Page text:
Overall partnership prevalence rates.
There were 1,004 participants with available partnership status data. Of these participants, 384 (38.2%) reported no primary or secondary partnerships, 108 (10.8%) reported secondary-only partnership, 385 (38.3%) reported primary-only partnership, and 127 (12.6%) reported both primary and secondary partnerships. The distribution of age, race/ethnicity, and HIV status differed significantly by partnership status (Table 1).
Partnership multinomial model.
Participants who did not have primary or secondary partnerships. Of participants who did not report having either a primary or secondary partnership, the prevalence rates (PRs) were higher at 35.3% among those 62 years and older (95% CI: 29.8%-40.9%; p = 0.0095), 34.9% among those who were HIV positive (95% CI: 27.3%-42.6%; p = 0.0130), and 47.4% among black non-Hispanics (95% CI: 35.6%-59.2%; p<0.001) compared with their respective referent groups (PR: 27.3%; 95% CI: 20.7%-33.9%) (Table 4).
Participants who had secondary partnerships only. Of participants who reported only having a secondary partnership, the PRs were higher at 10.8% among those 62 years and older (95% CI: 7.2% - 14.5%; p = 0.0003) and 8.1% among those who were HIV positive (95% CI: 4.0%-12.2%; p = 0.0464) compared with their respective referent groups (PR: 5.2%; 95% CI: 2.4%-7.9%) (Table 4).
Participants who had primary partnerships only. Of participants who reported primary partnerships only, the PRs were lower at 44.3% among those 62 years and older (95% CI: 38.4%-50.2%; p<0.0001), 45.2% among those who were HIV positive (95% CI: 36.9%-53.5%; p<0.0001), 36.1% among black non-Hispanics (95% CI: 24.4%-47.9%; p<0.001), and 44.6% among Hispanics (95% CI: 30.5%-58.6%; p = 0.0306) compared with their respective referent groups (PR: 58.9%; 95% CI: 51.2%-66.6%) (Table 4).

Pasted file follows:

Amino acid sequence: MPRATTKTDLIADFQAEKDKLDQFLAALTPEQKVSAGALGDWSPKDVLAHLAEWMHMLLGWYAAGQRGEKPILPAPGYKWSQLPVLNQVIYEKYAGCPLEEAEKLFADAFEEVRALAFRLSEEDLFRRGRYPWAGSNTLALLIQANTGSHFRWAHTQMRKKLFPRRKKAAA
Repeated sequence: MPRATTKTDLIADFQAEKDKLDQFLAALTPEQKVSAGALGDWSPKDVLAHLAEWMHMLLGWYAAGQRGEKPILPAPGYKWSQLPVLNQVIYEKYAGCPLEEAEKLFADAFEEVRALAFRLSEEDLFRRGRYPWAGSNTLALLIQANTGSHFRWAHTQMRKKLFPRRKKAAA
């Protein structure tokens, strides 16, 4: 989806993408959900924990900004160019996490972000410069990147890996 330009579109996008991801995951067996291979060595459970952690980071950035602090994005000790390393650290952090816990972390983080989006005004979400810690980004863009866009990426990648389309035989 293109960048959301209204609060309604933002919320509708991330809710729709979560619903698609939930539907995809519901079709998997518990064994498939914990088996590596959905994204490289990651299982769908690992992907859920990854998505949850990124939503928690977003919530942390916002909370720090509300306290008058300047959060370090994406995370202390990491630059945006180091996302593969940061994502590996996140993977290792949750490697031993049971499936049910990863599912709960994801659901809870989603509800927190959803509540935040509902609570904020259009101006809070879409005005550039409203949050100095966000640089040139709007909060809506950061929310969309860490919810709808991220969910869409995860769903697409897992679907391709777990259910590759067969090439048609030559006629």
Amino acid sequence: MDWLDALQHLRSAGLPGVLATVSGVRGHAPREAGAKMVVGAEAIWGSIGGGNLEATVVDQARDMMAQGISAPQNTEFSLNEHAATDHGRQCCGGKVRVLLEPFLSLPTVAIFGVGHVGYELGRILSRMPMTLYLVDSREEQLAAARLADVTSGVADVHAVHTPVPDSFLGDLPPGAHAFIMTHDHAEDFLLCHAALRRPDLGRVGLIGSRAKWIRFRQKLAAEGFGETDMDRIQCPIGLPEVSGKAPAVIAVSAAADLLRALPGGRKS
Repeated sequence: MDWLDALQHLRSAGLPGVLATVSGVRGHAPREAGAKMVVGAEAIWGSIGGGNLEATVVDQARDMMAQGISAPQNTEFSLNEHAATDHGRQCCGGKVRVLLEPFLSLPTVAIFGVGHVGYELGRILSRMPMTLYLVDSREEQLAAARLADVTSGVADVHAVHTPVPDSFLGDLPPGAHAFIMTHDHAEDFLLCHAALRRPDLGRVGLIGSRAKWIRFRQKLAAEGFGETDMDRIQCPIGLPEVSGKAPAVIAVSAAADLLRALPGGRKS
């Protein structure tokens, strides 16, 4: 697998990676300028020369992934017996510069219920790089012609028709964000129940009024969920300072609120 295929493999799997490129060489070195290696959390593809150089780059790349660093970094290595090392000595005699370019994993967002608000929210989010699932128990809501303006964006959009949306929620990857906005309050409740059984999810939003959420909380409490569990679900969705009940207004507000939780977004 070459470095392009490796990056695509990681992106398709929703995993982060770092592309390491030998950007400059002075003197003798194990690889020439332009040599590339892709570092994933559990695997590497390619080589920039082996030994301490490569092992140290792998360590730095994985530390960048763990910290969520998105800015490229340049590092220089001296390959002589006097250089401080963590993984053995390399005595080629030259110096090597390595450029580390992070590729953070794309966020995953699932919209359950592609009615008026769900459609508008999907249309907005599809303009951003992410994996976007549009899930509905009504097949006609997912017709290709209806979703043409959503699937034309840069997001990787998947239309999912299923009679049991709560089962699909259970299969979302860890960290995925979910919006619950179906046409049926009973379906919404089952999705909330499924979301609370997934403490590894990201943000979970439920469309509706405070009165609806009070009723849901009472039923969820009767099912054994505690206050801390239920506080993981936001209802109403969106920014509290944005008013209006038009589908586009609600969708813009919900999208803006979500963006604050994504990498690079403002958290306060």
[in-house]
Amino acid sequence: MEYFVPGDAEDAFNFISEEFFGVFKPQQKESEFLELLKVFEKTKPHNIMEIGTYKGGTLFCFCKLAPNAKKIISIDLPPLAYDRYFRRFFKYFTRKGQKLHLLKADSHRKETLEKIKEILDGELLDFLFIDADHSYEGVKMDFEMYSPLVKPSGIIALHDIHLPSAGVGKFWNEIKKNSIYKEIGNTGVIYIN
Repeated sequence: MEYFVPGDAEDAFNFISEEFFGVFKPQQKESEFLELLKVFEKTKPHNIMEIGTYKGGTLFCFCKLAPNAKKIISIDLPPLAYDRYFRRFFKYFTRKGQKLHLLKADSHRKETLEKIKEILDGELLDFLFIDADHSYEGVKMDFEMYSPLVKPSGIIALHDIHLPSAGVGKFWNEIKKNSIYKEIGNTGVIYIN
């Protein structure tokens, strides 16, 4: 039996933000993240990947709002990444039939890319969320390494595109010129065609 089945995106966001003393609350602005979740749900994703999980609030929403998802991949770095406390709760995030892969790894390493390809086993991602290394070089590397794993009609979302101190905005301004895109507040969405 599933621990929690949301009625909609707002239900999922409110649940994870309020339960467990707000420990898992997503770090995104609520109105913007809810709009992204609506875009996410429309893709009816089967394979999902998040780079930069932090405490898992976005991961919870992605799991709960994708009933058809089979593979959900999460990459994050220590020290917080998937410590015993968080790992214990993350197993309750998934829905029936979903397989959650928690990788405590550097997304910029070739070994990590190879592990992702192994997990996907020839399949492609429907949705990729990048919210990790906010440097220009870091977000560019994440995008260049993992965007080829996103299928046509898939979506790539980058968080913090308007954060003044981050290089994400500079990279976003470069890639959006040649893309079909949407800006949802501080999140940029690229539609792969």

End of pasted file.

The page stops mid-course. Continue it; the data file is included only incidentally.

Participants who had both primary and secondary partnerships. There was no significant difference in PRs of having both primary and secondary partnerships by age category, HIV status, race/ethnicity, and education (Table 4).
This study, to our knowledge, is the first study to examine differences in typologies of primary and secondary partnerships among gay based on HIV status. Although nearly half of the men in this study reported having a primary partner, less than a quarter of participants reported having a secondary supportive partner. Few men reported having both a primary and secondary partner or a secondary partner only. Of the men in a primary relationship, most were HIV negative. Older gay men tended not to be married to their primary partners but often still reported some degree of legal protection; only a quarter of the men stated that their relationship lacked legal formality entirely. Most of the participants’ primary partners identified as gay men. For both primary and secondary partnerships, the relationships tended to be long-standing. Contrary to the findings of previous studies [8,13], the men listed their biological family as their secondary source of support more frequently than someone of their chosen family. Nearly one in five men who provided information about their secondary partner listed a former romantic partner as their secondary source of support.
Perhaps most concerning was the prevalence of older gay men who reported having neither a primary nor secondary supportive relationship. Race, age, and HIV status were all independently associated with this category. Black non-Hispanic men reported lacking both primary and secondary supportive partners at significantly greater rates than men of other races and ethnicities, as were men over the age of 61, and men who were HIV-positive. Our findings are consistent with Emlet’s 2006 study exploring the social networks and social isolation of HIV-positive men, which found that men of color scored significantly lower both in terms of number of friendships and on questions of instrumental support, as well as the number of friends who met the threshold for “functional support” established in the literature, which is based on both the frequency and nature of contact [32–34].
The findings of previous studies offer some potential explanations for this lack of supportive relationships among black middle-aged and older gay men. One explanation is the limited number of available partners for black gay men. High rates of incarceration and premature death among black men combined with greater rates of intraracial dating among black people has led to a smaller pool of available black men with whom to form romantic and supportive relationships [35–38]. These sociostructural factors can create barriers to the formation and maintenance of supportive relationships and may help to explain this study’s findings regarding middle-aged and older black men lacking supportive relationships .